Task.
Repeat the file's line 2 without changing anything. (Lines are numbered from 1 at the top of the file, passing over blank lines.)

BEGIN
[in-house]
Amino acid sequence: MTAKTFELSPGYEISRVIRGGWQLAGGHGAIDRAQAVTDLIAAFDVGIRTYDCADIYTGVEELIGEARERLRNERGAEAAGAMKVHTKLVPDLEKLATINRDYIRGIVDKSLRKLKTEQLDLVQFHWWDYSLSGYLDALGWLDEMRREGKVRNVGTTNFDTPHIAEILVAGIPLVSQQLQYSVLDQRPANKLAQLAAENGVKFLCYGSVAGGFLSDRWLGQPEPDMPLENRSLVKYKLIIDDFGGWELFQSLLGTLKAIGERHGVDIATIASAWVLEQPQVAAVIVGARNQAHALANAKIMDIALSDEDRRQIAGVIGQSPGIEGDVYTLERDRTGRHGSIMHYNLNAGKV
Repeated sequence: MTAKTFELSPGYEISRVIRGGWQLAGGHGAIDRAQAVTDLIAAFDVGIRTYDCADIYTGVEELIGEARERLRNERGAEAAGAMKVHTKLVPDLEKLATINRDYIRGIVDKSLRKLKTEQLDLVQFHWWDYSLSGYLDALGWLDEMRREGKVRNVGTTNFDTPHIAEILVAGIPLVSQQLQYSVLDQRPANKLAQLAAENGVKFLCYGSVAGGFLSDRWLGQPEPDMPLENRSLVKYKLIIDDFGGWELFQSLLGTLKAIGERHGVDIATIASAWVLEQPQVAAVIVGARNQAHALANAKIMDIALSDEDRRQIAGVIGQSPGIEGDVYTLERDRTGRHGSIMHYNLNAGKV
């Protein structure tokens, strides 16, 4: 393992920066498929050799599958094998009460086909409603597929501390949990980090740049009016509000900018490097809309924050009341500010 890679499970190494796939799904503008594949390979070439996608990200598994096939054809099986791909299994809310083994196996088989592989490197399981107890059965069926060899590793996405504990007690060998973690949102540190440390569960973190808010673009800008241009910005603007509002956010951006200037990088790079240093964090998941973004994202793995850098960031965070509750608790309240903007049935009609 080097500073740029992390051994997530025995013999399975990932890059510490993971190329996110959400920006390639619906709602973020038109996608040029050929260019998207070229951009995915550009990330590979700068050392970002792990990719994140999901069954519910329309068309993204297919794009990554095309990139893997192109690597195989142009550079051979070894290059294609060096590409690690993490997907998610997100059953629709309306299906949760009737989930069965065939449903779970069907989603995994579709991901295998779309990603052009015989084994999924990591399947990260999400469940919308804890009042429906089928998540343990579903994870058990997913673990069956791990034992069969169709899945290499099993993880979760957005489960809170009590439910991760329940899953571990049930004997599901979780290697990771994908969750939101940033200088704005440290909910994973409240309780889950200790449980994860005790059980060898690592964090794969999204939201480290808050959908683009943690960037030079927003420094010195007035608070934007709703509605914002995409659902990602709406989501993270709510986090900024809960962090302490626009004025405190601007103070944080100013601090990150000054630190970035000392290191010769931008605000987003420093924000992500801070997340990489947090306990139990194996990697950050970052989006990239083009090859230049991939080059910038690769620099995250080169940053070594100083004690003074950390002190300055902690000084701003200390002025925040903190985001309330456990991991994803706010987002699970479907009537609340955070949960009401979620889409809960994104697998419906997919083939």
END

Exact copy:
Amino acid sequence: MTAKTFELSPGYEISRVIRGGWQLAGGHGAIDRAQAVTDLIAAFDVGIRTYDCADIYTGVEELIGEARERLRNERGAEAAGAMKVHTKLVPDLEKLATINRDYIRGIVDKSLRKLKTEQLDLVQFHWWDYSLSGYLDALGWLDEMRREGKVRNVGTTNFDTPHIAEILVAGIPLVSQQLQYSVLDQRPANKLAQLAAENGVKFLCYGSVAGGFLSDRWLGQPEPDMPLENRSLVKYKLIIDDFGGWELFQSLLGTLKAIGERHGVDIATIASAWVLEQPQVAAVIVGARNQAHALANAKIMDIALSDEDRRQIAGVIGQSPGIEGDVYTLERDRTGRHGSIMHYNLNAGKV